I even found out why the chicken crossed the road, thanks to the internet. (Apparently it was for some fowl purpose.)

  17. 17

    I think it it possible for the mutation to occur during the time when a sperm is formed. The mutant sperm then fertilizes the normal egg and a new species – chicken – emerges.So my answer is neither, because a sperm is neither an egg nor chicken.The question becomes: which scenario is more likely, mutated sperm or mutated egg? And what is the probability of each scenario?

  18. 18

    I think it’d depend on how you define the species of an egg. It could be 1) the species it contains 2) the species that lays it or 3) the species whose tissue forms the egg. By 1, the egg came first. By two, the chicken came first. By 3 (which I prefer), the chicken came before the egg, because the eggshell is laid down by the mother (and therefore the first chicken hatched from a non-chicken egg).Incidentally, that means that you couldn’t possibly have cloned dinosaurs hatching from eggs, but I think that’s one of the simpler problems to solve before we have Jurassic Park.

  19. 19

    “The egg, of course! Reptiles were laying eggs before the first bird was even around.”That answer I gave my granddad with around 7 – he never asked me the question again :D

  20. 20

    Well, in mammals the answer is pretty obvious. Since the males keep their balls on the outside, they are more subject to mutation. I’m not sure where roosters store their gonads…

  21. 21
    Gus Snarp

    I like to think of it this way: If I plant zucchini and pumpkins in my garden, and I save the seeds from the pumpkins and zucchinis, then the pumpkins and zucchinis are the eggs, and they came from pumpkin and zucchini plants. But the plants will have cross pollinated and whatever grows from the seeds will likely be neither zucchini nor pumpkin. Sure, the difference between a velociraptor and a chicken is greater than that between a zucchini and a pumpkin, but the difference between a male not-quite-a-chicken and a female proto-chicken is close enough.

  22. 22
    Gus Snarp

    To prove to the opossum that it could be done.

  23. 23

    That reminds me of one of my favorite jokes.A chicken and an egg are lying in bed the chicken is looking smug and smoking a cigarette. The egg says in an annoyed tone, “Well, I guess we answered THAT question.”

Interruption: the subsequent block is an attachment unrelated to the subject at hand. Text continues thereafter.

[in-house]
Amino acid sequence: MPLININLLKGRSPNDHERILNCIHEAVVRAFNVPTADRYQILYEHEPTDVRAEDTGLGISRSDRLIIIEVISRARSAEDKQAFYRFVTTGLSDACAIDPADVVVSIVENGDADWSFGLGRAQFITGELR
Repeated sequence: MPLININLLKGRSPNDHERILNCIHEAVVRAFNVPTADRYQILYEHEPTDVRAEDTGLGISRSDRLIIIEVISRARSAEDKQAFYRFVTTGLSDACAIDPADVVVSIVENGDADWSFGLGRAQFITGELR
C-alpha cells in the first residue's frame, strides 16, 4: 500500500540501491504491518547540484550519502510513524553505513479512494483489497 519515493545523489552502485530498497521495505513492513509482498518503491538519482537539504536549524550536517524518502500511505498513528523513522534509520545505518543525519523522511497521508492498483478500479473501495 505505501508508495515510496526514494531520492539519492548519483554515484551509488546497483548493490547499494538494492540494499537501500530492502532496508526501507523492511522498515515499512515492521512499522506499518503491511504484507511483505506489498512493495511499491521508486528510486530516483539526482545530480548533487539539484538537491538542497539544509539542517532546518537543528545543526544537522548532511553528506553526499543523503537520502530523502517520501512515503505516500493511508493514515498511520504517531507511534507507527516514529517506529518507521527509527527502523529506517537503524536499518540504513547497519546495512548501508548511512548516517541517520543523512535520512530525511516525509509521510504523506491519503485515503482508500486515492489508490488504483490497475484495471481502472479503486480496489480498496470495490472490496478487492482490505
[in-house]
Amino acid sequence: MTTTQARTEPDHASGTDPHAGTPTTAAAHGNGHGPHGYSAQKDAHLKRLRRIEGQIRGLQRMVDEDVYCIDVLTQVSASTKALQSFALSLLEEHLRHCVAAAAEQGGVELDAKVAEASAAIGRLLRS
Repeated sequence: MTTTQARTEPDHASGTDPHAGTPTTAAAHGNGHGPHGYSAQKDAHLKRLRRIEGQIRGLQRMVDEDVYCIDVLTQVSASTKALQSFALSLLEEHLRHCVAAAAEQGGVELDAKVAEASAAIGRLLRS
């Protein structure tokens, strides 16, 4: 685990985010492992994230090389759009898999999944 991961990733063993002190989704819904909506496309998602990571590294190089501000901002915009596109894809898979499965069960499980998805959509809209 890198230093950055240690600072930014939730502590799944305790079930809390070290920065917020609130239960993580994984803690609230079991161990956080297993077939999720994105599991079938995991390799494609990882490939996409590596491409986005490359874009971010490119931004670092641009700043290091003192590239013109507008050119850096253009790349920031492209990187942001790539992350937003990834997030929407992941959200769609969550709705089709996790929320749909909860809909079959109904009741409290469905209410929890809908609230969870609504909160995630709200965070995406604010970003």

24. 24
    Dan OlderMusicGeek

    yay! that’s what i’ve always said!

  25. 25
    D. Carney

    How about… The Egg. Since the egg represents a ‘potential chicken’ and the chicken an ‘actual chicken’ and since potentiality comes before actuality.P.S. Your post about Disney World was so awesome Jen.

  26. 26

    Completely not relevant to the topic, but I thought of you when I saw this:http://imgur.com/gallery/TKoOj

  27. 27

    Apropos of nothing, follow this link:http://extragoodshit.phlap.net…Concerns the evolutionary rate of Tibetans.

  28. 28

    I read the following today and recalled your post: http://www.dailymail.co.uk/sci…Well, now I’m confused.

  29. 29

    Really, saying that evolution proves that the egg came first is all a matter of your own interpretation of what constitutes a (chicken) egg. That first egg to be hatched by “proto” chicken that contained an actual chicken (to simplify matters somewhat I concur, but allow me to continue) can be labled a chicken egg or a proto chicken egg, depending on what creatre you attribute the … eggness to. If we say the egg is a chicken egg because a chicken laid it, the chicken came first. If we say an egg is a chicken egg because it contains a chicken, then the egg came first.So to look at the question from a non evolutionionary perspective it boils down to a more general view of labeling or classification. The correct question to ask is,”What makes an egg a type of egg The creature that produced it or the creature it contains?”Blame getting high on this entire comment. I just had to write this even though I am completely baked…

  30. 30

    I would say that, in light of what we now know about biology, that question is simply wrong. You cannot point to one animal that was a proto-chicken and then point to its offspring that was a chicken. It just doesn’t work that way, but that is the only type of scenario in which the question would be anything other than non-sense.